The man accused of launching a terror attack in Westminster is Salih Khater, a British citizen who moved to the UK from Sudan, The Independent understands.
A flat where he previously lived in Birmingham was among three properties being searched by police as they investigate the 29-year-old's possible motivations.
He was “not cooperating” with the investigation overnight and remains in police custody.
Mr Khater describes himself as a shop manager on his Facebook page, where the “about” section reads: “In past I'm great but now I say I don't no [sic]”.
He said he studied at Sudan University of Science and Technology and went to school in Wad Madani, a city south-east of Khartoum.
Mr Khater's page shows a mixture of connections based mainly in Sudan, Birmingham and Nottingham – the two cities that are now the focus of operations by counterterror police.
Investigators are searching his former flat above a row of shops in Sparkbrook, near where the first Westminster attacker Khalid Masood lived.
The area was the home of several terrorists, including UK’s first suicide bomber, its first al-Qaeda plotter, one of one of the financiers of the 9/11 attacks and several extremists who went to fight for Isis.
Police also raided another property in Birmingham and a flat in Nottingham that was said to be rented by several Sudanese men.
No arrests have so far been made in the operations and police are not believed to be hunting for any other suspects over the alleged attack.
Metropolitan Police Assistant Commissioner Neil Basu, the head of UK counterterror policing, said the suspect was not known to MI5 or counterterror police.
He said his team’s current priority was to formally identify the suspect “and establish his motivation if we can – he is not currently cooperating”.
Mr Basu added: “Given that this appears to be a deliberate act, the method and this being an iconic site, we are treating it as a terrorist incident ... no other suspects at the scene have been identified or reported to the police.
“There is no intelligence at this time of further danger to Londoners or the rest of the UK connected to this incident.”
Investigators tracked the path of the silver Ford Fiesta used in the attack to find that it was driven around London for almost eight hours before ploughing into cyclists and smashing into security barriers outside the Houses of Parliament.
Police officers guarding the area had to leap out of the car’s path before armed colleagues rushed to detain the driver early on Tuesday morning.
The vehicle had driven from Birmingham late on Monday and arrived in the capital just after midnight, being potted in the central Tottenham Court Road area – a famous shopping and nightlife district – from 1.25am until around 6am.
It was then driven to Westminster and circled around the Houses of Parliament and Whitehall until the crash shortly after 7.30am.
Footage showed the car sharply swerving through several cyclists and pedestrians, over central reservations and down the wrong side of the road at high speed before crashing into security barriers.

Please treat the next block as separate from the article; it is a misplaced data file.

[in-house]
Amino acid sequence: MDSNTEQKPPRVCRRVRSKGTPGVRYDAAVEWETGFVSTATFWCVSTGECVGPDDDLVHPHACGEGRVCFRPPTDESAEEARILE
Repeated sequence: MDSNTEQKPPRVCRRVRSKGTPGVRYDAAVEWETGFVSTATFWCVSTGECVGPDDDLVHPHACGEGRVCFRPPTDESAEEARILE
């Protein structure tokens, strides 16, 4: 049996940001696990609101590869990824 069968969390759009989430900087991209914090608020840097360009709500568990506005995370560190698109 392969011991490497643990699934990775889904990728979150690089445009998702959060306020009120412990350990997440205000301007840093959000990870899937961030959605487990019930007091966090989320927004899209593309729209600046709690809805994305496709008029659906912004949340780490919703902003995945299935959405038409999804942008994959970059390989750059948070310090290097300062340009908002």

It struck during parliament’s summer recess and ahead of the daily rush of tourists to the area, leaving it relatively deserted.
Three people suffered non life-threatening injuries in the attack, including a man and woman who needed hospital treatment but have since been discharged.
Theresa May vowed that terrorists would “never succeed” in dividing Britain, after Donald Trump took to Twitter to blame “crazy animals” for the attack.
It struck just metres from where Masood stabbed a police officer to death after running down four pedestrians on nearby Westminster Bridge in March 2017, in the first terror attack claimed by Isis in the UK.
Metropolitan Police Commissioner Cressida Dick said the area could be pedestrianised in a bid to ward off vehicle attacks, amid a fresh review of security around the Houses of Parliament.
In the past 17 months, Westminster has been hit by two attacks and was the planned location of four disrupted plots, making it currently the biggest since terror target in Britain.
Ms Dick said: “You will notice that the security around parliament both in terms of armed officers and police officers and physical barriers has been further enhanced over the last several months and there is more to come on that in further months.
”Whether that area outside should be pedestrianised further, there should be further physical works done, I think is a matter that will be discussed no doubt between parliamentary authorities, us, the intelligence agencies and indeed the local authorities and the mayor.“
She said vehicles had “become a weapon of choice” for terrorists, following a spate of similar attacks across Europe.
Isis has issued advice to its followers non how to carry out atrocities using vehicles, knives and other easily obtained items, which have made attack plans faster and harder to spot for authorities.
At a briefing for journalists in Westminster, the prime minister’s spokesman said 13 Islamist and four far-right plots have been foiled since the first Westminster attack in March 2017 – an average of one a month.
A total of 676 terrorism investigations by MI5 and counterterrorism police were underway by the end of June this year, up from around 500 just four months before.